Sport Soccer

Saturday 10 December 2016

Small-mindedness that drove me out of Irish football

Published 16/05/2010 | 05:00

It was a level of exposure that money can't buy. Cristiano Ronaldo's Real Madrid debut was to happen on Irish soil in a League of Ireland ground.

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Although most people would tune in to see Real Madrid rather than Shamrock Rovers, the fixture presented an opportunity for the domestic game to figure in at least the conversations of Irish football fans all over the country for the first time in a long time.

However, a request from local rivals Bohemians the month before left me stunned. It was the phone call which brought about my decision to quit the League of Ireland.

In a staggering display of small-mindedness and self-interest, I was asked to lend my support, and that of St Patrick's Athletic, to a formal objection by Bohs against the game going ahead. Their concern was that the game would affect the attendance at their Champions League game two nights later if they were drawn to play at home in the first leg. St Pat's were due to play in the Europa League the night after that (though we could also have been drawn away first) and they figured I would be of a like mind.

Due to dealings with both of last season's Champions League finalists, domestic football made it on to the back pages again last week. Manchester United are lined up to play an Airtricity League selection on August 4 in what will be the first football game at the Aviva Stadium. Contracted to bringing their big-name players, the game will surely sell out. Barcelona, on the other hand, have been denied permission by the FAI to play Limerick four days earlier in Thomond Park. Limerick are now believed to have initiated legal correspondence with the FAI as a result.

As ever, the FAI have their reasons. Firstly, they say the date just doesn't suit. The claim that such fixtures cannot be played on dates which clash with domestic games can be dismissed out of hand when you consider what's going on the week the Manchester United friendly has been given the go-ahead. The semi-finals of the League Cup are due to be played two nights before, Bohemians could be involved in the Champions League the same night, up to three clubs could have Europa League fixtures the following night, while all clubs have league fixtures the night after that. The Barcelona friendly, meanwhile, would have clashed with Sligo v Dundalk, a game which attracted 1,800 fans five weeks ago.

Secondly, they're objecting to the involvement of a third party, believed to be a UK-based agency. No such objections existed when Platinum One arranged last summer's friendly between Real and Shamrock Rovers, so that's utter nonsense.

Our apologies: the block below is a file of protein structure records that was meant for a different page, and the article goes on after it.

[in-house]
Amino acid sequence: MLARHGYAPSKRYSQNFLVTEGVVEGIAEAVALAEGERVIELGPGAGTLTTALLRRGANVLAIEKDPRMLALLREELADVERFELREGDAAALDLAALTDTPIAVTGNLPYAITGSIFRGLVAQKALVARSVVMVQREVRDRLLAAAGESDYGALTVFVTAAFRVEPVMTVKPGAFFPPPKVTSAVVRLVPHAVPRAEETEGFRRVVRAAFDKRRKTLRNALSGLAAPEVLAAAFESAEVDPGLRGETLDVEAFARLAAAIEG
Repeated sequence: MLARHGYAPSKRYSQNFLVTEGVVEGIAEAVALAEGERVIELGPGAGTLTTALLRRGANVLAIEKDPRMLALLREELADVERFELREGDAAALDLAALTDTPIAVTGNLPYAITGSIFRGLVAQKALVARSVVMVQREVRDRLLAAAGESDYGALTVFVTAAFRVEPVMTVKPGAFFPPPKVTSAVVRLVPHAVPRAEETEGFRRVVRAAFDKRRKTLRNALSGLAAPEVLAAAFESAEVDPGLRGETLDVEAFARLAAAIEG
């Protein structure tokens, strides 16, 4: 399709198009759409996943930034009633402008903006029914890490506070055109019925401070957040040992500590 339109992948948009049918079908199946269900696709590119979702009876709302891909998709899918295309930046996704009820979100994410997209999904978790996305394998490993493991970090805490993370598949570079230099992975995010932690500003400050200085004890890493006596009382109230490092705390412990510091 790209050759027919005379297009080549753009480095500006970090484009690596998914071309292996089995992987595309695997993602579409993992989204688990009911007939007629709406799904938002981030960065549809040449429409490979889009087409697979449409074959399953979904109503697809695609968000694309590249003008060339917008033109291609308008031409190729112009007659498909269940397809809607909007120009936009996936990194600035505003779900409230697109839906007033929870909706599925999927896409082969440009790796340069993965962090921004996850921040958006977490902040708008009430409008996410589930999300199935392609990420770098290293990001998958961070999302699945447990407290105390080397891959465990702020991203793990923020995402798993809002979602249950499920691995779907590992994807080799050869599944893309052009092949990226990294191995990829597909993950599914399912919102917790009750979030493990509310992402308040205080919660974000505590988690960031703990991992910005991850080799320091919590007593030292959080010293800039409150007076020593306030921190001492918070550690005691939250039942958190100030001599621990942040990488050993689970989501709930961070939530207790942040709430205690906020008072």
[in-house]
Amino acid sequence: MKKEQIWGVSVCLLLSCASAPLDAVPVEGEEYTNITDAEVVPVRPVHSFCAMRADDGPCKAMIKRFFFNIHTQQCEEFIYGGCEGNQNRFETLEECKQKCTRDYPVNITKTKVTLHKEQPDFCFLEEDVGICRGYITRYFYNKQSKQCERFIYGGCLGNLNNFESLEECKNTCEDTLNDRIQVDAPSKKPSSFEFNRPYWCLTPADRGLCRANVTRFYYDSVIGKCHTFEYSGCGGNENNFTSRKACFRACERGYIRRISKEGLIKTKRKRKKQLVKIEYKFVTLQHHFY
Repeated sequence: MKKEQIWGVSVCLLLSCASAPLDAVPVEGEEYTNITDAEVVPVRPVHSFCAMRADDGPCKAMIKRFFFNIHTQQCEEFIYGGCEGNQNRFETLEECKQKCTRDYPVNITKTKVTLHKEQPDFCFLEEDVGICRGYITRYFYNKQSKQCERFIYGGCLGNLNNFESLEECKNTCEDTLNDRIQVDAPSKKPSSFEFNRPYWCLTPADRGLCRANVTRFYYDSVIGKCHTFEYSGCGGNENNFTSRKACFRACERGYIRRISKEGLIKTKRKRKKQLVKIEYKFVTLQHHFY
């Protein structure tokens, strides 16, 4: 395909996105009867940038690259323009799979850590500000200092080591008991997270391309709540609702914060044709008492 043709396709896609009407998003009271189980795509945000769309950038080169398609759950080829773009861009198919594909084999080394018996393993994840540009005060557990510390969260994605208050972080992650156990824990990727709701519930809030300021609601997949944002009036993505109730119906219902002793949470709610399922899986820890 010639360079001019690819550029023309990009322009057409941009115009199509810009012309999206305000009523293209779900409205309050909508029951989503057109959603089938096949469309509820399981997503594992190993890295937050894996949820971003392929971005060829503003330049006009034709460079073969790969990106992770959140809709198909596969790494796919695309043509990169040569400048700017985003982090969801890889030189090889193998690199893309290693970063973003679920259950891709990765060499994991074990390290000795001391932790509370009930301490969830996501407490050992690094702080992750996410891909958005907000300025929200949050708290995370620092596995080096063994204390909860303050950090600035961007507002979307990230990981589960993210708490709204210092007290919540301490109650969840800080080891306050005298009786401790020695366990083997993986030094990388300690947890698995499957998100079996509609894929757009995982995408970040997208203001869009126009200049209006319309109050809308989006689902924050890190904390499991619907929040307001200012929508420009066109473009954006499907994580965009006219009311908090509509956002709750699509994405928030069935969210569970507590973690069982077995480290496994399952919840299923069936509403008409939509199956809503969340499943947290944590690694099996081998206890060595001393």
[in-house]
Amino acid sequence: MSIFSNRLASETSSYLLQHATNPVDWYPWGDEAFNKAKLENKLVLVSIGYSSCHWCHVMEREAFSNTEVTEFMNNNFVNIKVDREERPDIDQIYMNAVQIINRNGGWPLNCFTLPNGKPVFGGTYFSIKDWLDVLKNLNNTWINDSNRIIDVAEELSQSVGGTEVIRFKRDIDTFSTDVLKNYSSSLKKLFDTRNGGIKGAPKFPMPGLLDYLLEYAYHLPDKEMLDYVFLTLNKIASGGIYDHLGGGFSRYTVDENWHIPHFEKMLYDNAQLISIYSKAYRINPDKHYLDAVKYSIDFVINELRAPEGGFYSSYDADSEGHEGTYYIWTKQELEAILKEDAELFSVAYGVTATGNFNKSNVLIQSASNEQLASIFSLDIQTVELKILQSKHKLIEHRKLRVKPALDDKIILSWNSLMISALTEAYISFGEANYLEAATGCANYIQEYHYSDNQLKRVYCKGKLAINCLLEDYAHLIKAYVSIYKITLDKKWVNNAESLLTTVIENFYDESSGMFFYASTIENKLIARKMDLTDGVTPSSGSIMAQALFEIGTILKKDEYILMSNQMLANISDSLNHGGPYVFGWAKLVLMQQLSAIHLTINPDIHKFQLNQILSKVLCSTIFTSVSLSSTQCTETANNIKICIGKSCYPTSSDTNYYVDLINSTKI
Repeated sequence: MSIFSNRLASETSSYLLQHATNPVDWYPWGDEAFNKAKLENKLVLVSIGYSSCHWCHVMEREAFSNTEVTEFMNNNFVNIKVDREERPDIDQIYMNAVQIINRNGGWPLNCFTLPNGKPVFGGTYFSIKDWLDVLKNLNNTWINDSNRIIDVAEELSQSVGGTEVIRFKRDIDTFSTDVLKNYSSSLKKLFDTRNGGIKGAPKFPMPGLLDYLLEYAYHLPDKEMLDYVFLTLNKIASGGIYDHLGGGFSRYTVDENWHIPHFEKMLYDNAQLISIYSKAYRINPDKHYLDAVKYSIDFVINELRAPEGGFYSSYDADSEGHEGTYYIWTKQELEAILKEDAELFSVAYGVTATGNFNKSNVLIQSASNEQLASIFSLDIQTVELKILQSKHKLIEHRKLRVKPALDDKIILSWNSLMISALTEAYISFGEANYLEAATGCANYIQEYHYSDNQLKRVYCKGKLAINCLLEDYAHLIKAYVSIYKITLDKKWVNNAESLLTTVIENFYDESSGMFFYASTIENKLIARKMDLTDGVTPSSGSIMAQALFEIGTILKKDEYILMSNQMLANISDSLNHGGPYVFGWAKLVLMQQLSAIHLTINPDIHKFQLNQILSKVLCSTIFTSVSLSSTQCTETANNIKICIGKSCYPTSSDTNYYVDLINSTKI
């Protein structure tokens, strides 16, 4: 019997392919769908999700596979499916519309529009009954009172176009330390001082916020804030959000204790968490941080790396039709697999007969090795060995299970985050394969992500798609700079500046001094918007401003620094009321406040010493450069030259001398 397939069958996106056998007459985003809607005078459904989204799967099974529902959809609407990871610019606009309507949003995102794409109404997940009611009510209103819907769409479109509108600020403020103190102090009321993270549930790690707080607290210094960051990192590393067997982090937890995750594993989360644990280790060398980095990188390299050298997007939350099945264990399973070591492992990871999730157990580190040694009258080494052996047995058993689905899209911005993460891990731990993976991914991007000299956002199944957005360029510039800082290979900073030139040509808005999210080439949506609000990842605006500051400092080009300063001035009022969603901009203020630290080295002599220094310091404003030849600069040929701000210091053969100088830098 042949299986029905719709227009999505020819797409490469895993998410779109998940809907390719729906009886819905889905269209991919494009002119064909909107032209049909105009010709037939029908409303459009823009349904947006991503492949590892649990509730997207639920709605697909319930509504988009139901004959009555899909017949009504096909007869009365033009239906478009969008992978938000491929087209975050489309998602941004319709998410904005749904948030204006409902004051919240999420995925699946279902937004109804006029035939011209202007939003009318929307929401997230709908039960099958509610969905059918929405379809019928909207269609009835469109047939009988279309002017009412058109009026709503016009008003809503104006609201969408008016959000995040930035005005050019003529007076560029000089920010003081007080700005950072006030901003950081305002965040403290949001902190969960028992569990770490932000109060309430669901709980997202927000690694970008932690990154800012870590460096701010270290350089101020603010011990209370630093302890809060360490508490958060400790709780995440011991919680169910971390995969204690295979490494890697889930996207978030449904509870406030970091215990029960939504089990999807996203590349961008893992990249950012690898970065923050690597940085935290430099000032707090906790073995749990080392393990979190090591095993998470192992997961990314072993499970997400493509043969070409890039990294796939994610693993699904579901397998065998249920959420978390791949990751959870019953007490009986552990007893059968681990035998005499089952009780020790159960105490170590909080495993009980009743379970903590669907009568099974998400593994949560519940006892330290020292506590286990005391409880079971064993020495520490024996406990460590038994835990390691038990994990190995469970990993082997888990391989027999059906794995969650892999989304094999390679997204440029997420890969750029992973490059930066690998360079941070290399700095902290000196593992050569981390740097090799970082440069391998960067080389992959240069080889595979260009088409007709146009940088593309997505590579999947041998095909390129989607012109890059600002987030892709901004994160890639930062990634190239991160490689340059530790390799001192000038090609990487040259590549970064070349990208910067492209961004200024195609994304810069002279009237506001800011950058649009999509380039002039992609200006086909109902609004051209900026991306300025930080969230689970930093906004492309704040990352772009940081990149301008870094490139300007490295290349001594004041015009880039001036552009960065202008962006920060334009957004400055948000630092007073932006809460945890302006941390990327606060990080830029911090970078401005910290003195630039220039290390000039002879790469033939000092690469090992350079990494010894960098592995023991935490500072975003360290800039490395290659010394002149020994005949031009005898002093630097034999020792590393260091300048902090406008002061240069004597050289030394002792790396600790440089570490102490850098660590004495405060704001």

And finally, they say they have been in negotiations to bring Barcelona to the country themselves. That the national association would put profit for themselves ahead of a money-spinner for a club which almost went out of business last year beggars belief. They say it is "regrettable", though shameful would be nearer the mark.

Having said that, you would think their decision to invite a selection of the best players in the league to play against Manchester United would excite domestic clubs and fans alike. It seems you'd be very wrong. Message boards and forums have been filled all week with fans venting their rage that the League of Ireland would be demeaned by playing a meaningless game designed to please 'bar-stool fans' of the Premier League. Managers are concerned their players will pick up injuries, CEOs are annoyed there was no formal consultation at any point in the process, and the lack of clarity on ticket allocations has infuriated everyone. Clubs have yet to be told if any will be available to sell directly to their fans, with one club being told last week it would be very unlikely. And you can imagine how Limerick feel about it.

Nonetheless, the fixture represents an opportunity for league players to perform in front of more people on one day than the total number of fans who have watched their 14 league games so far this season. No trophies are at stake and the result is irrelevant, but the game will attract more attention than any they have played in before. Promoting the League is an ongoing struggle for all, but the reality is the big crowds stay away until foreign opponents arrive. There is no likelihood of that scenario changing any time soon, so maximising the PR and financial gains from all such opportunities is essential for everyone involved.

Whether the FAI do the right thing and reverse the decision on the Barcelona game remains to be seen, but they have somehow arrived at a juncture where making the correct decision will make them look even worse.

If enough managers withhold their players from the Manchester United game due to the immediate needs of their own, the capacity crowd will come away with even less of an opinion on the domestic game than they had before they arrived. Both scenarios are hard to believe possible.

rsadlier@independent.ie

Sunday Independent

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